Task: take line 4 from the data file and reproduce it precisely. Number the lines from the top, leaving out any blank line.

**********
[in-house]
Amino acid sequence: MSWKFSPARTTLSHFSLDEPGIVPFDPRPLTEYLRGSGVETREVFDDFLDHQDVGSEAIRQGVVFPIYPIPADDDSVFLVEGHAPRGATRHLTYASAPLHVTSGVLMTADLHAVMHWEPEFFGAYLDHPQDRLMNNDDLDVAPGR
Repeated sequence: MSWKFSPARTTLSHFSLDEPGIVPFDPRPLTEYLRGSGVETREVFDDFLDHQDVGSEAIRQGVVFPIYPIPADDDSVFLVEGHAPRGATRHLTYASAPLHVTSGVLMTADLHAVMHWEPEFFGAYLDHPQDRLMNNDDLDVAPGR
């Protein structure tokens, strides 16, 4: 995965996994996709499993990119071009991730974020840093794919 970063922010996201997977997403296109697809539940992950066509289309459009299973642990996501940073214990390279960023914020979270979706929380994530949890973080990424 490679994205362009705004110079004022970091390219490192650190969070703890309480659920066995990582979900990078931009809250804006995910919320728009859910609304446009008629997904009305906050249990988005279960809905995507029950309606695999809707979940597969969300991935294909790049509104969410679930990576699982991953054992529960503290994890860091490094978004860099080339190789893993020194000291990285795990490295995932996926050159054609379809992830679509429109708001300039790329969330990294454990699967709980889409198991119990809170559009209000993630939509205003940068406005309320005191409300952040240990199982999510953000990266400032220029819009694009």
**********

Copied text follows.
């Protein structure tokens, strides 16, 4: 995965996994996709499993990119071009991730974020840093794919 970063922010996201997977997403296109697809539940992950066509289309459009299973642990996501940073214990390279960023914020979270979706929380994530949890973080990424 490679994205362009705004110079004022970091390219490192650190969070703890309480659920066995990582979900990078931009809250804006995910919320728009859910609304446009008629997904009305906050249990988005279960809905995507029950309606695999809707979940597969969300991935294909790049509104969410679930990576699982991953054992529960503290994890860091490094978004860099080339190789893993020194000291990285795990490295995932996926050159054609379809992830679509429109708001300039790329969330990294454990699967709980889409198991119990809170559009209000993630939509205003940068406005309320005191409300952040240990199982999510953000990266400032220029819009694009």